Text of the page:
Physical Evaluation Boards (PEB)

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What We Do

Craft a Holistic Case Strategy: The goal for every case is to craft a strategy and action plan that makes sense for that specific client. Service members suffering from similar issues, in the same MOS or rate, at the same rank, in the same Service will require vastly different strategies. No two cases are the same, so we don’t pretend they are. We ensure we understand your case and the unique attributes that will drive our arguments. We analyze the evidence, matching each piece to specific arguments we will use to support your claims. These insights allows JPL to appreciate the surfaces and gaps that must be addressed to ensure we succeed. Knowing a case’s weakest and strongest parts is the first step to shaping an action plan that leads to tangible results. We want our clients to not only understand their case and what’s going on, but also be a part of the process that will have such a huge impact on their lives. JPL is happy to shoulder the burden and stress of the IDES, but we don’t want to keep our clients in the dark, feeling like they have no control.

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Aggressive Respresentation: The PEB is not the forum in which to be shy. There’s a lot of truth in the saying: the risk of a wrong decision is preferable to the terror of indecision. This is what many Service members forget when they are tricked into indecision by all the people who tell them to “trust the system.” JPL’s founder has seen the IDES as an IPEB cousel at Camp Lejeune, as an FPEB attorney in Washington, DC, as a federal employee, and now as a private military disability attorney. The one constant is this: Service members are the only ones looking out for themselves in the IDES. This is why Joel Pettit founded JPL. We believe in agressively advocating for our clients. We draft pre-hearing briefs to set the stage for both the IPEB and FPEB. We advocate for pre-hearing negotiations to resolve claims quickly, efficiently, and cheaply. The last thing we do is “trust the system.”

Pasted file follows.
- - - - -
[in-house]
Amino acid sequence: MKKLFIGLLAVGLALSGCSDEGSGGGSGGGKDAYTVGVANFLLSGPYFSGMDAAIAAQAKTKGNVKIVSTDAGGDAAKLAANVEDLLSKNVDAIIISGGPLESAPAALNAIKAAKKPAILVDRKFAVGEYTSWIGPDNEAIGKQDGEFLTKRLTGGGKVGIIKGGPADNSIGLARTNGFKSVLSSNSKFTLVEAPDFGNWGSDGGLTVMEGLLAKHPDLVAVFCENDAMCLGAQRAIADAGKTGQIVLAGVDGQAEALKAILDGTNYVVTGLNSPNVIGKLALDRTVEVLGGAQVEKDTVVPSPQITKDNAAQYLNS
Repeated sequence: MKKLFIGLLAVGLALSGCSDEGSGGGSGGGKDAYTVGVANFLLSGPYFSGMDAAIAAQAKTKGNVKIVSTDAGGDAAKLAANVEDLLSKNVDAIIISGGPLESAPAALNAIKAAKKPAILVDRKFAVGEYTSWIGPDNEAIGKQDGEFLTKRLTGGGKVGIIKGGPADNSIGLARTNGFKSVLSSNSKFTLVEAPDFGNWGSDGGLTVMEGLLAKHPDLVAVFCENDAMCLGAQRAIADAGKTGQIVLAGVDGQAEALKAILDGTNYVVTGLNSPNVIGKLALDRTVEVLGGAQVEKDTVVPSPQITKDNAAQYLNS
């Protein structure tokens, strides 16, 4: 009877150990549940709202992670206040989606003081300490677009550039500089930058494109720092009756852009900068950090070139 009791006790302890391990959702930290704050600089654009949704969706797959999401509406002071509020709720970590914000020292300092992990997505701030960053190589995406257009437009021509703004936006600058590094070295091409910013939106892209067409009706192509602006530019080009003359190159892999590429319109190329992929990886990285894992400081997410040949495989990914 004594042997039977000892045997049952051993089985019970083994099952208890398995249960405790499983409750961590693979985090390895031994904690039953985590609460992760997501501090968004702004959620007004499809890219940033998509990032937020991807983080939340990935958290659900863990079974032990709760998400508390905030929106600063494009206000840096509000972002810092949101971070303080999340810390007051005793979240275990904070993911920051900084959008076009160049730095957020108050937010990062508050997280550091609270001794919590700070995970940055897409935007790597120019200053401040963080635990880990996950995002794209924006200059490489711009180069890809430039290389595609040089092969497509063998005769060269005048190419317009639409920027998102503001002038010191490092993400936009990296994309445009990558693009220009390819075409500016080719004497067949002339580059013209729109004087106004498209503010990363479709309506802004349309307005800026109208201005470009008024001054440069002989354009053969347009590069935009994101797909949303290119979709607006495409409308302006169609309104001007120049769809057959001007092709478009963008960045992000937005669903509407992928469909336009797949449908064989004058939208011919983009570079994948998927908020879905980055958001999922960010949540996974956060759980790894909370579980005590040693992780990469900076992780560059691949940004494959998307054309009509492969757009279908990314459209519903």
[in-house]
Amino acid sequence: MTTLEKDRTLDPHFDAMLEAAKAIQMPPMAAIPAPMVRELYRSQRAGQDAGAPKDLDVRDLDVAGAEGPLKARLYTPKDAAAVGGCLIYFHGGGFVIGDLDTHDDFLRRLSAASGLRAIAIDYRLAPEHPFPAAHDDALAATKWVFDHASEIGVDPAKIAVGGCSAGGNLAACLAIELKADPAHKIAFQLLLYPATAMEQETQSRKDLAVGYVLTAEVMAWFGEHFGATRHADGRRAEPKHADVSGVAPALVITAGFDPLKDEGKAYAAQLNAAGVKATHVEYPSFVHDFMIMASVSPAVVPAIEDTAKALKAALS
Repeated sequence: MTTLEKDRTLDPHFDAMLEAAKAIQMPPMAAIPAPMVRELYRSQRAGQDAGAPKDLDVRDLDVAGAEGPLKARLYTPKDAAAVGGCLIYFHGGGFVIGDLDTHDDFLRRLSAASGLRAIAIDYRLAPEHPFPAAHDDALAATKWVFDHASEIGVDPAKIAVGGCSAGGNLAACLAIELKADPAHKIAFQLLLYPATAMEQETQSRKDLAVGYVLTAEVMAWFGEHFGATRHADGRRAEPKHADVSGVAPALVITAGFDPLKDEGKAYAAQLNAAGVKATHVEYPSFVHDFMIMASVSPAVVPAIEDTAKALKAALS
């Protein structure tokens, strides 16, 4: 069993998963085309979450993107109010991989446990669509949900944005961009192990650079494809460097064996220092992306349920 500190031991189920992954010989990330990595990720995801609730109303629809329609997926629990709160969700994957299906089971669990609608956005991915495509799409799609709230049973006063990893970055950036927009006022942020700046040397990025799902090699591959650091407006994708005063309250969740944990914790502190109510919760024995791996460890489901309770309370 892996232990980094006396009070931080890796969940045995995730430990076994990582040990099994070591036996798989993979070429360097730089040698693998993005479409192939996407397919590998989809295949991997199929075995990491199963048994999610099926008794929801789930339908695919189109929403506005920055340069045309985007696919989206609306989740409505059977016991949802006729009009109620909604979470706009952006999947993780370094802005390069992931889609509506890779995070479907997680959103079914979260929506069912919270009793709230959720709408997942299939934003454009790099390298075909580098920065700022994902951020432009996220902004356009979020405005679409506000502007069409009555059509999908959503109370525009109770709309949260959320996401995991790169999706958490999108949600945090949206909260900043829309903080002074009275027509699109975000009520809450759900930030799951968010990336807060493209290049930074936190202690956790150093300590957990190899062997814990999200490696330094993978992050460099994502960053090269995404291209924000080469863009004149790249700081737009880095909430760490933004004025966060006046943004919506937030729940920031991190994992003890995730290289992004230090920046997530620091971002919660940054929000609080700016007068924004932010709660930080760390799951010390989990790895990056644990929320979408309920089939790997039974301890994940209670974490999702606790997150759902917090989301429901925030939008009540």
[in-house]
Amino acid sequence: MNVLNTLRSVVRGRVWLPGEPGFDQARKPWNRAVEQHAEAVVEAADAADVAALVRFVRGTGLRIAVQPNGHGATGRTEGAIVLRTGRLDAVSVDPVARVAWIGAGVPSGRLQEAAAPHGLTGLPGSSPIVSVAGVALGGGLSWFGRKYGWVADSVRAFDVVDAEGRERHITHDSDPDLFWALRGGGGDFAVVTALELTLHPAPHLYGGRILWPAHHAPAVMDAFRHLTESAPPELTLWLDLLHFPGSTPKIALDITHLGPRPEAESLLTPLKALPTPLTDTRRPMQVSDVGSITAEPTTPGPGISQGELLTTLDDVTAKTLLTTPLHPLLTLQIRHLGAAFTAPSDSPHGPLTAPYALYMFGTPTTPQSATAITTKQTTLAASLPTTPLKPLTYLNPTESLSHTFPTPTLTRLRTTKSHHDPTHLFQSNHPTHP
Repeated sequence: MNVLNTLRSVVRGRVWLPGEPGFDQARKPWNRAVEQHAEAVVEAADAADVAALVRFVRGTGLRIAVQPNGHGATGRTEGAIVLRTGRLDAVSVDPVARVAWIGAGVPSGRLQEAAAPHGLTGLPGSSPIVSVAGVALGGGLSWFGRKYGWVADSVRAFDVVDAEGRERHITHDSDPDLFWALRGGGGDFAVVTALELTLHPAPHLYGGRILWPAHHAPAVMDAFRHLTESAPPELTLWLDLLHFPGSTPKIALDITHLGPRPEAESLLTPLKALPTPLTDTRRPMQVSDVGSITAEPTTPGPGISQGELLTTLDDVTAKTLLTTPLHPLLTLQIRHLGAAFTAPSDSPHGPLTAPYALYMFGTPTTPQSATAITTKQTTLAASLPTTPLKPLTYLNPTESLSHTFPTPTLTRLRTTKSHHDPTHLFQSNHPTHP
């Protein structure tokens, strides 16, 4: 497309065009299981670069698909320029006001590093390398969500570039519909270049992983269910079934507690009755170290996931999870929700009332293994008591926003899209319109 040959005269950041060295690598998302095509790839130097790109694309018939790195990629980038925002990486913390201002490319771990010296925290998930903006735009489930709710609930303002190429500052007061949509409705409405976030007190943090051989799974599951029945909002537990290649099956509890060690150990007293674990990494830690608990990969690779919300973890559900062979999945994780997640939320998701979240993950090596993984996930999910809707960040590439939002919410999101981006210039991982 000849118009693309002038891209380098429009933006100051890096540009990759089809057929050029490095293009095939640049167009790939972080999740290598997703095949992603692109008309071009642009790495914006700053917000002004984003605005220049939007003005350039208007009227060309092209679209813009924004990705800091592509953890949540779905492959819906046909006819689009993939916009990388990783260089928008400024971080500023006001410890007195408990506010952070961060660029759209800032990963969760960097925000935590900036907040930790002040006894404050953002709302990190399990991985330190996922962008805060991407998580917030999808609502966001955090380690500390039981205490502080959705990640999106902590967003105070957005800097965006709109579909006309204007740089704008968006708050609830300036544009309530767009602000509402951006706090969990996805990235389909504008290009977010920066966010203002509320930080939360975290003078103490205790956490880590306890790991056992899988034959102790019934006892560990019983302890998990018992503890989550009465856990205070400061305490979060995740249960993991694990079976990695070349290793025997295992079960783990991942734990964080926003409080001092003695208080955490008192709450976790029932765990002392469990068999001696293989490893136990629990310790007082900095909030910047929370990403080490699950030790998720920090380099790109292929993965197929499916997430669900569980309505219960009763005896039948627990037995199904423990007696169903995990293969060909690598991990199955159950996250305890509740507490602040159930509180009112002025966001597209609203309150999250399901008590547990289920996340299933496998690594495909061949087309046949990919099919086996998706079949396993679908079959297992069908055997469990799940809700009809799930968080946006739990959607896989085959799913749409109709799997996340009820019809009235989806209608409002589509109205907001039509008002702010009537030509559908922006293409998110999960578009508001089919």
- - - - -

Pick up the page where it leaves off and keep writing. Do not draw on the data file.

White Glove Service: Being intimately familiar with every level of the IDES, we know that nothing should be taken for granted when preparing for a Formal Physical Evaluation Board (FPEB) hearing. Although documentary evidence is important, poorly delivered testimonial evidence can squander everything you’ve worked for. JPL offers our clients hearing prep services that ensure you feel calm, exude confidence, and speak accurately about your claim. Moreover, we pair these prep services with technology enabled evidence presentation methods that make is easy for the PEB to say ‘yes.’

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PEB Overview

Physical Evaluation Board (peb) Flowchart

About

Joel Pettit Law proudly and skillfully represents Service members of the Navy, Marine Corps, Army, Air Force, and Coast Guard in every phase of the Integrated Disability Evaluation System (IDES), focusing on physical evaluation boards and hearings. From Limited Duty (LIMDU) and Medical Evaluation Board (MEB) referral to Informal & Formal Physical Evaluation Board (IPEB & FPEB) hearings and post-FPEB appeals, we have the experience, knowledge, and insight to fashion solutions to overcome any obstacle. At Joel Pettit Law, we understand that every case is unique, requiring fresh analysis and dynamic thinking. PEB cases are difficult, we don’t pretend to make them easier by shortchanging our clients.